Naomi Osaka, 23, is bidding to maintain her 100 per cent record in Grand Slam finals as she chases a second Australian Open crown; Jennifer Brady is appearing in her maiden Slam final, just months after losing to Osaka in the US Open semis.
Naomi Osaka continues her bid for a fourth Grand Slam title when she takes on American Jennifer Brady in the Australian Open women’s final in Melbourne this morning.
Three-time Grand Slam champion Osaka is currently enjoying a 20-match winning streak, with her last defeat came on February 7, 2020. She sealed her place in today’s showpiece with a straight-sets victory over seven-time Australian Open winner Serena Williams.
The Japanese star punished an error-strewn display from Williams to prevail 6-3 6-4, ending the 39-year-old’s quest for a record-equalling 24th Grand Slam singles title. Osaka has been in imperious form throughout the last fortnight, surrendering the solitary set en route to the final, surviving two match points against two-time major champion Garbine Muguruza in the last 16.
Brady enjoyed serene progress to the quarter-finals, registering four consecutive straight-sets wins before recovering from a set down to defeat her compatriot Jessica Pegula.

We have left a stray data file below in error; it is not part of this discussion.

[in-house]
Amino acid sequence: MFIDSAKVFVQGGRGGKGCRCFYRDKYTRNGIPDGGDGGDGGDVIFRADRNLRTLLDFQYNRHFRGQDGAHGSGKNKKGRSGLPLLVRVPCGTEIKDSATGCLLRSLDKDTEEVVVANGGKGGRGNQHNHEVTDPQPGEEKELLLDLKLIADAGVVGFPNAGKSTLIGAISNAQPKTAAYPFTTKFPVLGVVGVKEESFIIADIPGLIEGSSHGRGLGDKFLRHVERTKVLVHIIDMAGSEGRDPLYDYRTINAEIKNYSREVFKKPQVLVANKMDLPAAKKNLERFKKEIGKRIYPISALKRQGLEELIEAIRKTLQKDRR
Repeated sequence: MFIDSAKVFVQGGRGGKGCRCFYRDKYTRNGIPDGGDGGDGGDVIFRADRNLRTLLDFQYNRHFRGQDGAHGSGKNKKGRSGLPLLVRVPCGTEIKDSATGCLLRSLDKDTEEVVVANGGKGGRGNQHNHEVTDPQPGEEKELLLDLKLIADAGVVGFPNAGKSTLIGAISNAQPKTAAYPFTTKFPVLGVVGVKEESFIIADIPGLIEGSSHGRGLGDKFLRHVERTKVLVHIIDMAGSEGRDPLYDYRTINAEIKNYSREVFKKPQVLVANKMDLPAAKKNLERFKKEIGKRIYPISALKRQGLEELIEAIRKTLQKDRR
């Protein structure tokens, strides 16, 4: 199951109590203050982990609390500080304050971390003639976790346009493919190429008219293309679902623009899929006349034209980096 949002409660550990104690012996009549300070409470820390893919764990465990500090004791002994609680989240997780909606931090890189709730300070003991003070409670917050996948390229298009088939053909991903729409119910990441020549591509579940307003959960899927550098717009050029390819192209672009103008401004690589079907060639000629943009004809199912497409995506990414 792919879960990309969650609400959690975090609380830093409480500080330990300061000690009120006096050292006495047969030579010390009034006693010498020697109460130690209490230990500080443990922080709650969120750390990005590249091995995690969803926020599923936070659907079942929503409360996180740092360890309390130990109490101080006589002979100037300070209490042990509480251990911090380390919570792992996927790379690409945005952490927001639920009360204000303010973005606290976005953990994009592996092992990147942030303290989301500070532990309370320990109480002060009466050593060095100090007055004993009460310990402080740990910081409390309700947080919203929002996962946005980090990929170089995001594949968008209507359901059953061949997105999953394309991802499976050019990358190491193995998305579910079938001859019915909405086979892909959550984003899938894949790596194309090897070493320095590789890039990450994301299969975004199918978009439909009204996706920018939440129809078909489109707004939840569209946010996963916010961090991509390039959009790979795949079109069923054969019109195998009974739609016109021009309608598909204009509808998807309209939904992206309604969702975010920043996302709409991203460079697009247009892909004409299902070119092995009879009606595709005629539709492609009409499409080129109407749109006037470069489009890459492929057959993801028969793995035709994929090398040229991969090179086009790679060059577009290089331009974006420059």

This saw the 25-year-old seal her spot in a second successive Grand Slam semi-final, where she came through a gruelling three-set battle against Ashleigh Barty’s conqueror Karolina Muchova. Osaka has prevailed in two of the pair’s three meetings, but their most recent showdown proved to be defining for both players.
They locked horns in the semi-finals of last year’s US Open, as Osaka came through a pulsating three-set battle, before defeating Victoria Azarenka to capture her third Grand Slam crown.
The 2019 Australian Open champion has never failed to lift a Grand Slam tournament when progressing to the quarter-finals – a record she’ll be desperate to maintain in Melbourne.
Despite suffering defeat, Brady described that memorable Flushing Meadows semi-final as one of the greatest matches of her career, and it marked her major breakthrough.
She has reaffirmed that her US Open exploits were no accident courtesy of a string of dominant performances down under, and now she’s one win away from fulfilling her Grand Slam dreams.
“I have this mentality that people don’t remember the runners-up. You might, but the winner’s name is the one that’s engraved. I think I fight the hardest in the finals. I think that’s where you sort of set yourself apart.
“As of right now, I feel like I’m chasing records that can’t be broken no matter how hard I try. I think it’s the human trait of not being satisfied.”